North Warwickshire and Bedworth’s Member of Parliament Craig Tracey has pointed to examples of a reduction in bus routes in our community to highlight to a Minister the concerns of local residents.
In particular the recent case in Kingsbury where the MP supported residents in trying to keep the Arriva service under threat.
In the debate on Rural buses Mr Tracey stated:
“Does my hon. Friend agree that we need to look at some kind of cross-borough co-operation, to give assistance to people from rural areas who are looking to go shopping in our towns and cities or trying to get to work?”
Julian Knight MP for Solihull who held the Westminster Hall Debate replied:
“…I absolutely agree that a cross-borough approach between north Warwickshire and Solihull, where our boroughs meet, is important. I know that there are west midlands programmes, but our reaction to them is often a little borough-specific rather than cross-borough…”
Mr Tracey later directly questioned the Minister:
“The 116 route in Kingsbury was pulled with the minimum amount of notice, which left my constituents unable to get to work because there was no alternative service.”
Minister Andrew Jones responded:
“I indeed accept my hon. Friend’s good point. He has raised this issue as a vigorous champion for his area on several occasions. When we do not see that best practice happening we are right to hold bus companies to account, in representation of our communities. That is our job here. We must stand up “for people who need bus services and who, although they do not necessarily have the sharpest elbows, must have their voices listened to.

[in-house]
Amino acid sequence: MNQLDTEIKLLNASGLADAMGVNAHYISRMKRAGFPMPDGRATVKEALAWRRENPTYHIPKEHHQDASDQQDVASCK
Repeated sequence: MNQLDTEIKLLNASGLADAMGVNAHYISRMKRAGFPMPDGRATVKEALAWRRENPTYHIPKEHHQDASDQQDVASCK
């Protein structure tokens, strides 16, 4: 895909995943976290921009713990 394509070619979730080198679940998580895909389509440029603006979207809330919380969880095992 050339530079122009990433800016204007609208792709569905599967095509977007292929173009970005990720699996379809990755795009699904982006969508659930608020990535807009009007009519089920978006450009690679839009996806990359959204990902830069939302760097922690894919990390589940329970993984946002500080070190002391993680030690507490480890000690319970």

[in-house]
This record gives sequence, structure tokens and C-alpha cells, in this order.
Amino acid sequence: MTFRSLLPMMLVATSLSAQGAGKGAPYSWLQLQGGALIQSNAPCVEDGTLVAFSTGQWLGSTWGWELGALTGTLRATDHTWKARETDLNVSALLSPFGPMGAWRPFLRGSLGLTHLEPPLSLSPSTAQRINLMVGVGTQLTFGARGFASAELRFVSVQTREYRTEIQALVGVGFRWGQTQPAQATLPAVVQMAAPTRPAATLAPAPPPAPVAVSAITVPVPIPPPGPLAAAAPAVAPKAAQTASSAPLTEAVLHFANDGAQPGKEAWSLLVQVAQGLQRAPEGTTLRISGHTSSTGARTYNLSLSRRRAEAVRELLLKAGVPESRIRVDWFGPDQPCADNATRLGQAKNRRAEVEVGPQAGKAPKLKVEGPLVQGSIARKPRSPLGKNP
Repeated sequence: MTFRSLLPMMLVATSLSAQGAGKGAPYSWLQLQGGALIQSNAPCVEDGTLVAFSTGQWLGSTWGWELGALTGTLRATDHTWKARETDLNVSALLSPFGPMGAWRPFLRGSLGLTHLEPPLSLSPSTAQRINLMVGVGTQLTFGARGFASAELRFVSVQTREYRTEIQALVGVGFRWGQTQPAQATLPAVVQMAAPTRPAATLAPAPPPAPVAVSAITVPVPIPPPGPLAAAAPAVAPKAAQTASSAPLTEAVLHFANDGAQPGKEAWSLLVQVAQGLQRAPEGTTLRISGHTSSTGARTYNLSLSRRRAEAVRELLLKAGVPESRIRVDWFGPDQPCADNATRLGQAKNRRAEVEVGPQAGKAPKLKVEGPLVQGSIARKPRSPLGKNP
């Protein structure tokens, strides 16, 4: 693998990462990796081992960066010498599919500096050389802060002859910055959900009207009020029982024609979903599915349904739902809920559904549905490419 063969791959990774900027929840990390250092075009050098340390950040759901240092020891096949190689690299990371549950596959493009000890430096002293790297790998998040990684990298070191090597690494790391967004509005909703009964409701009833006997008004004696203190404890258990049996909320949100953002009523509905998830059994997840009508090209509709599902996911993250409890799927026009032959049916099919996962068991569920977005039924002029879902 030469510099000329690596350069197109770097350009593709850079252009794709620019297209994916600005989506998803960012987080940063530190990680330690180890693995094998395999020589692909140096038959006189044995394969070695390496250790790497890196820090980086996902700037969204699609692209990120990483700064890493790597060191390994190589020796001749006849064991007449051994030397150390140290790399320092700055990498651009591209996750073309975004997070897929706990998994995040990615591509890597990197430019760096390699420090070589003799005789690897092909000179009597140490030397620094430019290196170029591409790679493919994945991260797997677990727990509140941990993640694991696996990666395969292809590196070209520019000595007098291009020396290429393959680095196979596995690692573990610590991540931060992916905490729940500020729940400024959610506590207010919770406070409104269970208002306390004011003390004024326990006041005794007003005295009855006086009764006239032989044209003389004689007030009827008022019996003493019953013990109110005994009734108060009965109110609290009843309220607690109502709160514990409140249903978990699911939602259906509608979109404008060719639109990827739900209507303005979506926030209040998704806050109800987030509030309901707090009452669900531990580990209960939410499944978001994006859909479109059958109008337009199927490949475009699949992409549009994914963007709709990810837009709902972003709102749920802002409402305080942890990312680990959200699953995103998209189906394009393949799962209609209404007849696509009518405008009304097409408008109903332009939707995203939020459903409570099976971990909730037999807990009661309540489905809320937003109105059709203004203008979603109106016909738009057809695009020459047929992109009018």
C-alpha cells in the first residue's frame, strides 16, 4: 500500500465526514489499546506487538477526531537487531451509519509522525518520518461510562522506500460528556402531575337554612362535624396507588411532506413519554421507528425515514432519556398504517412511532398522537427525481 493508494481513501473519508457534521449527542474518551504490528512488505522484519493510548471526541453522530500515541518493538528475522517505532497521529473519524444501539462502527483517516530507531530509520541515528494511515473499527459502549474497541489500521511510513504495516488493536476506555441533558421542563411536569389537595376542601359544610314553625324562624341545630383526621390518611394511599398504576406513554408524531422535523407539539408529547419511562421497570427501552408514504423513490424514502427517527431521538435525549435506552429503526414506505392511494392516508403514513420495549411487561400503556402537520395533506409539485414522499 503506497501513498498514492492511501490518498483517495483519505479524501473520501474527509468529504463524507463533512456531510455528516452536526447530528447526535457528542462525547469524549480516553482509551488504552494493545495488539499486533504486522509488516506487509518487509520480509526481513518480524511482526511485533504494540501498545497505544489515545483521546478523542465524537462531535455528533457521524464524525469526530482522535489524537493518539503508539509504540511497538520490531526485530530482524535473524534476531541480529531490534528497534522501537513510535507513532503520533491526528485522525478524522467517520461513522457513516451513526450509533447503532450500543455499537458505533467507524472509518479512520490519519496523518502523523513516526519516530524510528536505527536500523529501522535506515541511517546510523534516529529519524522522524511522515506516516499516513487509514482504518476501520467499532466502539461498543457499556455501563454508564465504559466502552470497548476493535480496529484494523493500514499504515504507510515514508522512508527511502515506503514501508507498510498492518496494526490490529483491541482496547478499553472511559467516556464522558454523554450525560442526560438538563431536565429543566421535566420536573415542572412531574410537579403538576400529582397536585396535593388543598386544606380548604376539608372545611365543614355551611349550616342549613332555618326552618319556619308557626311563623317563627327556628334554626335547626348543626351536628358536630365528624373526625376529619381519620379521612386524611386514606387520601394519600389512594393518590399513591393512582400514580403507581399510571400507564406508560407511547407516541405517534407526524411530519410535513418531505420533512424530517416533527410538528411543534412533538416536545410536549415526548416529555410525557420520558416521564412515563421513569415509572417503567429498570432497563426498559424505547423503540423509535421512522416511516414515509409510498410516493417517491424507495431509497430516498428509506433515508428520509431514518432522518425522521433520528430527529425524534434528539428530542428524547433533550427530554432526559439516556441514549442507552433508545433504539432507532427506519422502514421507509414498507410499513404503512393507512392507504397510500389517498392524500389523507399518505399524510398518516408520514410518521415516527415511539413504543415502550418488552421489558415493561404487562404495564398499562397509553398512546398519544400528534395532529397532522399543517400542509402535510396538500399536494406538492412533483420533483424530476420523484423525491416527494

“My Department, and through it the Government as a whole, is taking action to support transport within communities in many other areas, and I would like to mention a couple of them that will, I think, be of interest. At present, each year about £2 billion of public funding for transport services is provided by a number of agencies. For example, we have the £250 million a year that is spent on the bus service operators grant, which the Department for Transport provides to bus operators, local authorities and community transport organisations on the basis of the amount of fuel consumed—a pence per litre rebate. The Department for Communities and Local Government provides £317 million a year to local authorities to support socially necessary bus services. The £1 billion a year spent on home-to-school transport is provided to local authorities by DCLG. The £150 million a year spent on non-emergency patient transport is provided by the NHS to individual local clinical commissioning groups.”